I’m blogging my way through Sense and Goodness Without God, Richard Carrier’s handy worldview-in-a-box for atheists. (See the post index for all sections.) In my previous post, I began the discussion of What Everything is Made of: spacetime, matter-energy, and physical laws. Now we move on to something less scientific and more philosophical: III.5.4 Abstract Objects.
There is much confusion about the “existence” of abstract objects, and it is all Plato’s fault.
Plato thought that ideas like “bee” and “rectangle” and “2″ existed as perfect Forms in a special realm of perfect objects, and that particular bees or rectangles we see on earth are only pale imitations of the perfect Forms.
But we need not resort to such silliness. Ideas like “bee” and “rectangle” and “2″ are abstractions – they are “abstracted” from particular things. They are potential patterns of experience. For example, we might see an apple and a Midwestern barn and a Dodge Viper and notice that they all share the pattern of experience of reflecting lightwaves with wavelengths of 625–740 nanometers. We have abstracted from all these things a pattern of experience they have in common, one that we decided, for convenience, to call “red.”
Of course, we do not name or think of many potential patterns of experience. At one time in the distant past there were 4 bacteria, before there were human minds to contemplate the pattern of experience we now call “4.” But this does not require us to suppose that “4″ exists in some kind of magical realm of perfect objects. Nor does it require us to think that “fourness” exists in any sense beyond particular instances of it, or our thoughts about that potential pattern.
All of mathematics is about these patterns. It’s a language of symbols we developed for talking about certain patterns and relations. The same is true of colors (a pattern of lightwaves with a particular wavelength) and other processes. A color is a process of photon oscillation. Likewise, “running” is a pattern of leg movement. There is no object called “running” in some other realm where perfect objects are stored.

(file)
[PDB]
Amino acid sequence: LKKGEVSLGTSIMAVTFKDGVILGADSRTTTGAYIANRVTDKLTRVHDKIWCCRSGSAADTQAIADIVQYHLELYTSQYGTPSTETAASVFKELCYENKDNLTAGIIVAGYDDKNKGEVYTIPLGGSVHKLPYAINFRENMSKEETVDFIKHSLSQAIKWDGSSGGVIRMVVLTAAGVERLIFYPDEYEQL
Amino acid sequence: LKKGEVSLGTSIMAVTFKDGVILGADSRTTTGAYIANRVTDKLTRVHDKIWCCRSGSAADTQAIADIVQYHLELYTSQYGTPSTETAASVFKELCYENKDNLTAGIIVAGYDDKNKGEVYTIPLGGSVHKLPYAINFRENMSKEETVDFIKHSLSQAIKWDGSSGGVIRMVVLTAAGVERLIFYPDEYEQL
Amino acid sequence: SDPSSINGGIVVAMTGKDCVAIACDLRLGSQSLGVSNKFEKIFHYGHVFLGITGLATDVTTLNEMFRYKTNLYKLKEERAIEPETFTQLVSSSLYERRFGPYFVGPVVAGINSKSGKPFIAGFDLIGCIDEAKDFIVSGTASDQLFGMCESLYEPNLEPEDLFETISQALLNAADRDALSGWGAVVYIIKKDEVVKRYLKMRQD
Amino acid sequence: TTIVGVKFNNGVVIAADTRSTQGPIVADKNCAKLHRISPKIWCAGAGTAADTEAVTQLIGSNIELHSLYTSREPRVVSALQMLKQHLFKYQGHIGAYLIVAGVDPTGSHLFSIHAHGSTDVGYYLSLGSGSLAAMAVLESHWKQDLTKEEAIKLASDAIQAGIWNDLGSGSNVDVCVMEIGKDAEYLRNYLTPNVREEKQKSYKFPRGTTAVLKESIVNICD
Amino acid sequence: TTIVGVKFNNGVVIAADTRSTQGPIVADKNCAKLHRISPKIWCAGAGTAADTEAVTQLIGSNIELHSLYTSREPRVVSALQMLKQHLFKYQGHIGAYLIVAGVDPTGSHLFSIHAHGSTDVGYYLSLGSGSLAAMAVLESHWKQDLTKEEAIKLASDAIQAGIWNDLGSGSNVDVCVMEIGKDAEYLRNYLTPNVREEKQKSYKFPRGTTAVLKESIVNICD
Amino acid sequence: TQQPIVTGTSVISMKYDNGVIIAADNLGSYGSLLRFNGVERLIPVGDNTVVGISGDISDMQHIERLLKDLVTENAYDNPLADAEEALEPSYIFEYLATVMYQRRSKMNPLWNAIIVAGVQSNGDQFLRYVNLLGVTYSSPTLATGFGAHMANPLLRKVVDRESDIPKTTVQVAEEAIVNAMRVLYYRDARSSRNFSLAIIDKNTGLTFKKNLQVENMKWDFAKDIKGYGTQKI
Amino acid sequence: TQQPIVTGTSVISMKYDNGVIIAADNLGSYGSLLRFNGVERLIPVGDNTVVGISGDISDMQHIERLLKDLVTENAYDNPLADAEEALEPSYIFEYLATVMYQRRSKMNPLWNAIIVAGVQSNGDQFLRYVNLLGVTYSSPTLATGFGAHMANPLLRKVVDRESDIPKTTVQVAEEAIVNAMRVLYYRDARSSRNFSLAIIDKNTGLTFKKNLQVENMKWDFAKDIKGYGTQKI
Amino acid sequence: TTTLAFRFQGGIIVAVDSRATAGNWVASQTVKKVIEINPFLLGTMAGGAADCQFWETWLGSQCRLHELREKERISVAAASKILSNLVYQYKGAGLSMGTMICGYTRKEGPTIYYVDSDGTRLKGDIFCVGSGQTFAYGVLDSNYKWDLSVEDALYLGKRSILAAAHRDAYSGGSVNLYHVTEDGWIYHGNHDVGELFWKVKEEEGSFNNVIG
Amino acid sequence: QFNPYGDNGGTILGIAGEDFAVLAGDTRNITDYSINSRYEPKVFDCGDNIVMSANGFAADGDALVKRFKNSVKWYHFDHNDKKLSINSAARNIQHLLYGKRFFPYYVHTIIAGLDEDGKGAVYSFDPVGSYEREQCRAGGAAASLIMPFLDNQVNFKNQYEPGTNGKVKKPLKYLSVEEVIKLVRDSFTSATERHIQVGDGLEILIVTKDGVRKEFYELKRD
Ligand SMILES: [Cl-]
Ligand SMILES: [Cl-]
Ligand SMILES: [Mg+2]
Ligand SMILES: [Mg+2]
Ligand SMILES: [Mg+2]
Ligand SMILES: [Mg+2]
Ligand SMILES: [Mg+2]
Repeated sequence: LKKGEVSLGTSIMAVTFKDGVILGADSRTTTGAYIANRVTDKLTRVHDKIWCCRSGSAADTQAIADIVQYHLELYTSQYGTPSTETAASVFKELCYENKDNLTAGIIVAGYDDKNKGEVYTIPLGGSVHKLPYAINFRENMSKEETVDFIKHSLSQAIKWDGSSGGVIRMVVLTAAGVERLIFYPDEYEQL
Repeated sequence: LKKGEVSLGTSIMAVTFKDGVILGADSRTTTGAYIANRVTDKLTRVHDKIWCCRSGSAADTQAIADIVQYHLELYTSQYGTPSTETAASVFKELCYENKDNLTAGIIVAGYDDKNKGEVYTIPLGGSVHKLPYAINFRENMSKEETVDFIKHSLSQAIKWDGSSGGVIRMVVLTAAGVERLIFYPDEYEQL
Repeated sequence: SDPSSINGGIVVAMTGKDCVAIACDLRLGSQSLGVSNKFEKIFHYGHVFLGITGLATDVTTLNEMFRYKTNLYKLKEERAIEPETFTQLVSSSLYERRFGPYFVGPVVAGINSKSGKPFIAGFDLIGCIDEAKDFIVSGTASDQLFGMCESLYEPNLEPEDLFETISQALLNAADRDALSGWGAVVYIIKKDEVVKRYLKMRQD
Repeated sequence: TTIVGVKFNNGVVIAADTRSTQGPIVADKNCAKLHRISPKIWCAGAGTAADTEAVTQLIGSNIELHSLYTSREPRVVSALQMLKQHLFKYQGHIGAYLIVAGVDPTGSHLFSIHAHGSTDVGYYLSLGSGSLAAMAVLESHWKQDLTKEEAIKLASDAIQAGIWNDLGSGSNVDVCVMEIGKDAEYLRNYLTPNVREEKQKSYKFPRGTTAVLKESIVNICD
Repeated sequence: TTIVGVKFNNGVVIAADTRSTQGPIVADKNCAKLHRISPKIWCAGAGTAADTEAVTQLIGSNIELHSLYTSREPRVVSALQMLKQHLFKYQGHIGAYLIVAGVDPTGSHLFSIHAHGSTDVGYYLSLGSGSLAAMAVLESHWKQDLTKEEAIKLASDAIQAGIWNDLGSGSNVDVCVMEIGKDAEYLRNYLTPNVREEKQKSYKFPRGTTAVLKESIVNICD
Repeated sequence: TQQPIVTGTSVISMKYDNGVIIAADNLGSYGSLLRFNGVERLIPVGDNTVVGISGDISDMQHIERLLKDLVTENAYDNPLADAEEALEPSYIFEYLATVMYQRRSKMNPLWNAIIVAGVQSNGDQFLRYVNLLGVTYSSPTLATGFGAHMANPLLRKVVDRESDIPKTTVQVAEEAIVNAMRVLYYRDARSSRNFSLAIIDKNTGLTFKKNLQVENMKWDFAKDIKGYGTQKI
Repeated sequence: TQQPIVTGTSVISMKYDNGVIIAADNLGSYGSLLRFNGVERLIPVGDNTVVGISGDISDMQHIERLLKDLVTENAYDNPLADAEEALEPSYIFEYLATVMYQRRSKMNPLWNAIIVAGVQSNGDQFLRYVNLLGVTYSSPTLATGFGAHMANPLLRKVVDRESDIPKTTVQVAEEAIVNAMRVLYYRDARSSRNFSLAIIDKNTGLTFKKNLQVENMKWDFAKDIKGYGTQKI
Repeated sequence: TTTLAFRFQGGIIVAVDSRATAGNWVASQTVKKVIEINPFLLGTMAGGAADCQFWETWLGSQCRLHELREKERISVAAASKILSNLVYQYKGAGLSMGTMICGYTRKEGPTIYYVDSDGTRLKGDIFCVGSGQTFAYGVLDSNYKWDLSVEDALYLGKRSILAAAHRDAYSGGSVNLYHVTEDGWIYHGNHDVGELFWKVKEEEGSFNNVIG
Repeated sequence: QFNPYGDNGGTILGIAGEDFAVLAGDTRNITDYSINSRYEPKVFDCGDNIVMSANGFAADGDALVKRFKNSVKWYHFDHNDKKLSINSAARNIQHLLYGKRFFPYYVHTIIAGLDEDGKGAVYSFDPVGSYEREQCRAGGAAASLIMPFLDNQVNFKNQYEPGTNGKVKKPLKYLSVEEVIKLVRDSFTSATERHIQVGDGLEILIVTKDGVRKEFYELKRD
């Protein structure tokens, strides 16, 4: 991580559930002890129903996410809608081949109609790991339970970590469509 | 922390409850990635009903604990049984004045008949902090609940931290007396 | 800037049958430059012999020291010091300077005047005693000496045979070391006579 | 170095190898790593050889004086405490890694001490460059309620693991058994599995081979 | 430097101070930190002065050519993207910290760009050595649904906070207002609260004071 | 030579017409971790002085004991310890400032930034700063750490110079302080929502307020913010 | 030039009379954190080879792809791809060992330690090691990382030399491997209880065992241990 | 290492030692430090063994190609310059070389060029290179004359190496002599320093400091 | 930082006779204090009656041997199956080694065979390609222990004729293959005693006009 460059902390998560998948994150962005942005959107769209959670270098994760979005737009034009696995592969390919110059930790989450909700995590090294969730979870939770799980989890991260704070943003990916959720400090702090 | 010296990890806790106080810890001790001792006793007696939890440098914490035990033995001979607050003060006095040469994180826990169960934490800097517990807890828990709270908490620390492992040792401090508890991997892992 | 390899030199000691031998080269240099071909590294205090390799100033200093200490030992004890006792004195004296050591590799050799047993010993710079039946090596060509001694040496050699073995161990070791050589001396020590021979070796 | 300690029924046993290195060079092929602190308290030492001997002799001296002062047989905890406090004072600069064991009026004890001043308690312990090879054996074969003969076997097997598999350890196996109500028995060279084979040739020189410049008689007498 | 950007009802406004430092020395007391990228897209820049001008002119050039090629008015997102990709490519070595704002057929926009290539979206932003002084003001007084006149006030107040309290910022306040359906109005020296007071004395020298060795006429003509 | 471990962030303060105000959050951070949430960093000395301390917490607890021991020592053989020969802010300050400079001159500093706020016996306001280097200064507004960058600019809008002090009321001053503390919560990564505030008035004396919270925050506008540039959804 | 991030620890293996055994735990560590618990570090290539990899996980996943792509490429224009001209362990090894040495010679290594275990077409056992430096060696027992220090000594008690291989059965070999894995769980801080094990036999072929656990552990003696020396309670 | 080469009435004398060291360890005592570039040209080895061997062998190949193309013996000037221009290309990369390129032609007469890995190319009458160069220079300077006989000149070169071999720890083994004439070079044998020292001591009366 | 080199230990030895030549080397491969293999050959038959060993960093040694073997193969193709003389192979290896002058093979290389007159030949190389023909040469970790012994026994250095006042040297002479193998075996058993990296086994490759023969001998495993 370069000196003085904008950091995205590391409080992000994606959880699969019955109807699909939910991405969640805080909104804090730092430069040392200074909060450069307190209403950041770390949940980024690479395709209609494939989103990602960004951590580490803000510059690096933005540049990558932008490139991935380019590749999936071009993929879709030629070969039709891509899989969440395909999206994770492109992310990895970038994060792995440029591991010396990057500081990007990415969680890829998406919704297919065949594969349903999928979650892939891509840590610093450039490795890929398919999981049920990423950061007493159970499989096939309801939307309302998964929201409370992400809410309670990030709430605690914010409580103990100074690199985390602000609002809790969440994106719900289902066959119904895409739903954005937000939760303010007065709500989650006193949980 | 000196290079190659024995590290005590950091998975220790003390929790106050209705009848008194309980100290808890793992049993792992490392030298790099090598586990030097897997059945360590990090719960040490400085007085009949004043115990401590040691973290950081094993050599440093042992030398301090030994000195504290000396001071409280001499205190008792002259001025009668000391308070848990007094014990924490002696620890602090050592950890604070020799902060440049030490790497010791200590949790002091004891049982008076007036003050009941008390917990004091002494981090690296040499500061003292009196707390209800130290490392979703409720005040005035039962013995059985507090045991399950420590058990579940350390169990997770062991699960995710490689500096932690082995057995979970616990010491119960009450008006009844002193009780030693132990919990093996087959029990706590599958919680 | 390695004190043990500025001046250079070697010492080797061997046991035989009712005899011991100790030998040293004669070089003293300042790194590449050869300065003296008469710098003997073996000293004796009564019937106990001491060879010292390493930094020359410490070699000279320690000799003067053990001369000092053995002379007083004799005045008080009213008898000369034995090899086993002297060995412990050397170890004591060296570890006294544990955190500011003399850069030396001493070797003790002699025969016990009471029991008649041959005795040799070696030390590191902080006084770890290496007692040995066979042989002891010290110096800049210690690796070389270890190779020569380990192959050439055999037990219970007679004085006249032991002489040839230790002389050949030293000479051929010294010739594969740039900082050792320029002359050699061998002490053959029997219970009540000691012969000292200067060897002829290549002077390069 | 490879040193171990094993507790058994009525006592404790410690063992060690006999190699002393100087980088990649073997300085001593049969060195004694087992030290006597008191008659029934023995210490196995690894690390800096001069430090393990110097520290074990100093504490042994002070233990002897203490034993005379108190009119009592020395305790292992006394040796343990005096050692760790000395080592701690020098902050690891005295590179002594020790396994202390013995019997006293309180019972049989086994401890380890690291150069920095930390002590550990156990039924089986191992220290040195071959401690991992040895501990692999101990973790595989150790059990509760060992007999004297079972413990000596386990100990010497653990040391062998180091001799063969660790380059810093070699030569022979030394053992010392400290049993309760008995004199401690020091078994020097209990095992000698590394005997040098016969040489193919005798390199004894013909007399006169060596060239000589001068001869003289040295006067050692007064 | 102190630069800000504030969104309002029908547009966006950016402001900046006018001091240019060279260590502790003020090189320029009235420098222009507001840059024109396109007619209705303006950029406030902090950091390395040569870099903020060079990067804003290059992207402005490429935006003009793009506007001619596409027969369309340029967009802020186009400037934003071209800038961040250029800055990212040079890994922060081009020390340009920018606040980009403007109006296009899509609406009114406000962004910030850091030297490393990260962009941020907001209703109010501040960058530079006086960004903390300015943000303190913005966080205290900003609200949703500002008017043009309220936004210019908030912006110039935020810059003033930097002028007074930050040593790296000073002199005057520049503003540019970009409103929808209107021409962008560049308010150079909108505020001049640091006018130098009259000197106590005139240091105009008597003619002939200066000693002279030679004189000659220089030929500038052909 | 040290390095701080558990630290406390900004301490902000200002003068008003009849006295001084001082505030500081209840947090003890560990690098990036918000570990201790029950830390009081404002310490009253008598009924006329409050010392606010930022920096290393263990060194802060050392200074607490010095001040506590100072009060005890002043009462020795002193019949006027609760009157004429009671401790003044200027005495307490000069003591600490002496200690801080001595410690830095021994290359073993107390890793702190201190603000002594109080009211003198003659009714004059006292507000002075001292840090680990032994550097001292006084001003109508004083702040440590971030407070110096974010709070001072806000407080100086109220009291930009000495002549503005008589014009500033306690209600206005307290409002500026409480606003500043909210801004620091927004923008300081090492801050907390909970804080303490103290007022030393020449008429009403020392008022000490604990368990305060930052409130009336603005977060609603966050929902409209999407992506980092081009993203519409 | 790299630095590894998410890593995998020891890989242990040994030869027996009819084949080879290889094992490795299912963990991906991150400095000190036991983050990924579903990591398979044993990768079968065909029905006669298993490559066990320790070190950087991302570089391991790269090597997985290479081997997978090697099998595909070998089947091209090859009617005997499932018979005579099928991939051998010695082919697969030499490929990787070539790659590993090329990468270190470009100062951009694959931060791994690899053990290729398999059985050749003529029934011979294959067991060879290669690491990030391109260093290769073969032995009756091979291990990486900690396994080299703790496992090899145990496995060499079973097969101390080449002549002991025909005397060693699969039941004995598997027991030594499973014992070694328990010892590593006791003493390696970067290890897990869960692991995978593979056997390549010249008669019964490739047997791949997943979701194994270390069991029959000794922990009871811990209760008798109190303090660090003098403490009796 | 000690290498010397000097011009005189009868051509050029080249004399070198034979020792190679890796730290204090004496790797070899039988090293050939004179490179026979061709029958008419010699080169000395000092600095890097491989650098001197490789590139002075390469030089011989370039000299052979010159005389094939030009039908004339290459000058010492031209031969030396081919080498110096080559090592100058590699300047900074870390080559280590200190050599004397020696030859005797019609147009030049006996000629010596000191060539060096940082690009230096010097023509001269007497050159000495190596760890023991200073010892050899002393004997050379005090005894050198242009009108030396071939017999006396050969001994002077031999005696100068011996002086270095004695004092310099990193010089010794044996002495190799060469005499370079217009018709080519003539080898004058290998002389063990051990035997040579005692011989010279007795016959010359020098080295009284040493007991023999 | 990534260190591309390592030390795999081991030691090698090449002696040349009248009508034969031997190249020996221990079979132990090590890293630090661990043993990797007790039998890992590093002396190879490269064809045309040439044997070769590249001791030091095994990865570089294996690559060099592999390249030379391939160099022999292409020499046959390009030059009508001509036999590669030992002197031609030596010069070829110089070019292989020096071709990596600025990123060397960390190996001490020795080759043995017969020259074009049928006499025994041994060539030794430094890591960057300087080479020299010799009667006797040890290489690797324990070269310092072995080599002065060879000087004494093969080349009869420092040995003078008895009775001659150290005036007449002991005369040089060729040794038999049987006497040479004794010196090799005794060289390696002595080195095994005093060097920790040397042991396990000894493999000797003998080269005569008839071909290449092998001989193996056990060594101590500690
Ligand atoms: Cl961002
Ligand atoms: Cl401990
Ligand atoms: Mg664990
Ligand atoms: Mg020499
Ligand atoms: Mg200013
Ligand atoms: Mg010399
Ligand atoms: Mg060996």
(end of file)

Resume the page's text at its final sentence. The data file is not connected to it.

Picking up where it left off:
And we invent new abstractions all the time. Dan Savage invented an abstraction called “saddlebacking” as a handy shortcut for a pattern of experience that could otherwise be described as “Christian teens engaging in unprotected anal sex in order to preserve their virginities.” (The term is named after fundamentalist Christian megachurch Saddleback Church.)
There is another type of property called a “modal” property, which we can call “possibility” or “ability.”
For instance, Ed Norton can survive a trip to Paris but cannot survive a trip through a meat grinder. Ed Norton’s ability in either case is a modal property: because of what he is, he has certain capabilities and limitations, his pattern contains certain possibilities…
Modal properties are the causal consequences of a particular pattern of matter-energy in space-time… Even if Ed Norton never suffers the horrible fate of falling through a meat grinder, we can say that if he did so, he would be destroyed, and what came out the other side would not be Ed Norton, but a pile of good. We can say this because the pattern of matter and energy instantiated by Ed Norton is such that this is what will result when it collides with the pattern of matter and energy instantiated by a meat grinder. It is a geometric inevitability.
(“Instantiated”, by the way, is a fancy word that means “to represent an abstraction with a concrete example in the real world.” So, the idea of “Ed Norton” is instantiated in the real world by such things as a particular set of arms and legs and water and bacteria and neural connections.)